Steel is a permanent material that can be infinitely recycled. The way it is collected and sorted has no impact on its inherent properties. However, these processes do have an impact on the quality and quantity of steel, not only at the classification stage but also during the processing to create a new product.
The best quality is achieved through a single-flow collection, separation, and recycling scenario. In this scenario, if the separation process is inadequate, other materials (ferrous and non-ferrous) may be found in the scrap batch.
Due to its magnetic properties, metal scrap can be easily separated from other materials using one or several magnets in the sorting process. However, this does not guarantee that each batch is free from all types of impurities.
In fact, the amount of other materials in a batch of metal scrap is not only related to the collection source but also to the applied sorting techniques. Depending on the scenarios, the material could be contaminated by various types of non-ferrous and even hazardous ferrous elements when introduced to the furnaces.
It is worth noting that the more complex the collection flow, the more intense the sorting must be. This is because the quality will depend on the accuracy of the sorting. At each stage, additional sorting will be required, and quality checkpoints must be implemented in the process.
The chemistry of materials is crucial.
In his article “Why Scrap Recyclers Need to Know Their Steels,” Dr. Jonathan Margalit argues that scrap yards must ensure that their inventory is accurately identified and properly classified. Their customers will seek the highest level of precision in identifying the metal, as the quality and costs associated with their manufacturing processes depend on it.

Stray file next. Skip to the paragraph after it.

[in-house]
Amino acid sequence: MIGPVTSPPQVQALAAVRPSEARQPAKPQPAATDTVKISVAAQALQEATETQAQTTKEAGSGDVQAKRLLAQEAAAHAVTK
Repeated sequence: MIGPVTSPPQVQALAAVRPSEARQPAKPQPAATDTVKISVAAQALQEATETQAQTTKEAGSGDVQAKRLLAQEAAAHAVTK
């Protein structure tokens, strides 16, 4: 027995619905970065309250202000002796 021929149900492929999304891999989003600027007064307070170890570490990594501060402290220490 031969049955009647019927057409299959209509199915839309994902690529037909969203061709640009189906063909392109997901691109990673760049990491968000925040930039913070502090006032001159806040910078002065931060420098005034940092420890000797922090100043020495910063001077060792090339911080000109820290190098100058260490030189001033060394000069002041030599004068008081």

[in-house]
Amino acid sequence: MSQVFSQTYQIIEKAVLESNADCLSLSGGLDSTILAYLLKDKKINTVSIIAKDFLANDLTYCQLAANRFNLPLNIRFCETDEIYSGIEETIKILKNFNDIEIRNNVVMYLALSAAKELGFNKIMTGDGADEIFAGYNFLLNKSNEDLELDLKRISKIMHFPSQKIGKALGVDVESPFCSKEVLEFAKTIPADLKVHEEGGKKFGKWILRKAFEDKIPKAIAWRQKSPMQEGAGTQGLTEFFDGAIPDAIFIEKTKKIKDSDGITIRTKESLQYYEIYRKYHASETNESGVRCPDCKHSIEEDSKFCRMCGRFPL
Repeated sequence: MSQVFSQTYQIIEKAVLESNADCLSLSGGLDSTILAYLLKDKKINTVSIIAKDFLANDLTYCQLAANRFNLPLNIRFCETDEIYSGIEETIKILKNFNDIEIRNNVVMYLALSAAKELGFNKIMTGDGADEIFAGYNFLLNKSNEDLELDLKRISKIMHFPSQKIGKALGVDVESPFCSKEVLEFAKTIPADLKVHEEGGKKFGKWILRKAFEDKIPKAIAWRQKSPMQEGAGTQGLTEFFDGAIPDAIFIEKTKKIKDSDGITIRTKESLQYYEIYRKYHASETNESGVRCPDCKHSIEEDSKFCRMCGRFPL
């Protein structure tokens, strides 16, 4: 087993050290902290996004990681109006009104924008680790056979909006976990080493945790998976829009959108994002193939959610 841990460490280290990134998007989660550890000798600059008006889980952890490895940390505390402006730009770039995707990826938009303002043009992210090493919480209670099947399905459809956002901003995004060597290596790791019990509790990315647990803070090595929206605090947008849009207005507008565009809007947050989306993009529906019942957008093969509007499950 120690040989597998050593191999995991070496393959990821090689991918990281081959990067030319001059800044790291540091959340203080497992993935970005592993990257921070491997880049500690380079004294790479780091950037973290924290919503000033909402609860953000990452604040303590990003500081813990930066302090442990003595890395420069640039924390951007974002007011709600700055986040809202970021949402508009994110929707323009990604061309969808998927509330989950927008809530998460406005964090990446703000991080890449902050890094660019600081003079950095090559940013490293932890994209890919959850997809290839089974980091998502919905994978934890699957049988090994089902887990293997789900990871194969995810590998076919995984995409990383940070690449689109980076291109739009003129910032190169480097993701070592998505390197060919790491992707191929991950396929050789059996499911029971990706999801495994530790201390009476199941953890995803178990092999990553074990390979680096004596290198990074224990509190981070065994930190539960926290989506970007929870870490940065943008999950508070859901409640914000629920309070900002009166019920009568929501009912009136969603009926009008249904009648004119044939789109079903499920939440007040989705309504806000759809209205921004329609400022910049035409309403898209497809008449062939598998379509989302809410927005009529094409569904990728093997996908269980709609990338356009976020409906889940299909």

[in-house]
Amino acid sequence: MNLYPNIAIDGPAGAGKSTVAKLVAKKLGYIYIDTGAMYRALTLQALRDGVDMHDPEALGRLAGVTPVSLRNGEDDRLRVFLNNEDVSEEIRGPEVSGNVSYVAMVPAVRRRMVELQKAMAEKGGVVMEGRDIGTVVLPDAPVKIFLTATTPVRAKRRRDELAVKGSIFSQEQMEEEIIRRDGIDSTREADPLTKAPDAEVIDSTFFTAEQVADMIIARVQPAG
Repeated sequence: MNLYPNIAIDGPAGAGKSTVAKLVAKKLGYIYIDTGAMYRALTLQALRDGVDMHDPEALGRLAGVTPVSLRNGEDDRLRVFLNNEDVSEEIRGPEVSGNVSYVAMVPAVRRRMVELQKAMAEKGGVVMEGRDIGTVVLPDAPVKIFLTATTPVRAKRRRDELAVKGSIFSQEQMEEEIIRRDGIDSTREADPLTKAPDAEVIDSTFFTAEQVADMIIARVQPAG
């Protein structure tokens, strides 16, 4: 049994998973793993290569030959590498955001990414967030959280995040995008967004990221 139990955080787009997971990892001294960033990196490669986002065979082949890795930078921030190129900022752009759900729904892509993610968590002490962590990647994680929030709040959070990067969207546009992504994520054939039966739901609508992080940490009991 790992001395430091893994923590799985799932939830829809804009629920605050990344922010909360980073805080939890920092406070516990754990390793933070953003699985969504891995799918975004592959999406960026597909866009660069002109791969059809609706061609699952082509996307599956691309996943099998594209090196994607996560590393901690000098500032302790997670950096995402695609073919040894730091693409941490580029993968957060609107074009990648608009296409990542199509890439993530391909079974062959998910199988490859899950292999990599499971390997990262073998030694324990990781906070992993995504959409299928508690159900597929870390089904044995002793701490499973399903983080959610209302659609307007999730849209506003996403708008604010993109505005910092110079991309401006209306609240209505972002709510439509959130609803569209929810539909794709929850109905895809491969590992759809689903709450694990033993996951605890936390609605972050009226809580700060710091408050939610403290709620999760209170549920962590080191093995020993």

Scrap yards use XRF analyzers to identify the various elements contained in metals and classify them appropriately. These analyzers can help determine the composition of the metal and identify “trap elements” (such as copper, nickel, and tin) and positively identify numerous alloys at material transfer points to ensure product quality.
A scrap yard must include in its operations the inspection of all metals entering yards and pits. They must validate them against documentation, quality controls, and the final analysis before materials leave their facilities. Furthermore, the exact chemical composition of the scrap must be determined, including the presence of contaminants or hazardous elements, to ensure quality, safety, and regulatory compliance. The higher the integrity of the scrap received by the customer, the greater the reputation of the supplier.
Implement a predictive model for chemical profile classification.
SCRAPYARD® allows you to integrate material chemistry to certify the received scrap. Then, it performs AI-based analysis to classify it by chemical profile, scrap type, suppliers, etc. This will allow you to learn from your process, optimize the basket load, and rate the quality of your suppliers.
As mentioned at the beginning of this article, technology is a reliable ally in effectively classifying recycled materials entering production processes. SCRAPYARD® features modules specifically designed to ensure the safety, quality, and efficiency of metal scrap recycling processes.
Eliminate discrepancies and reduce operator interaction with the results of scrap management and classification stages by using SCRAPYARD®. It provides an automatic process for recording data in the system without manipulating information, delivering records, images, and videos of the scrap that has just entered the plant.
Achieve these impacts with SCRAPYARD®, the only comprehensive solution in the market for the management and classification of metal scrap.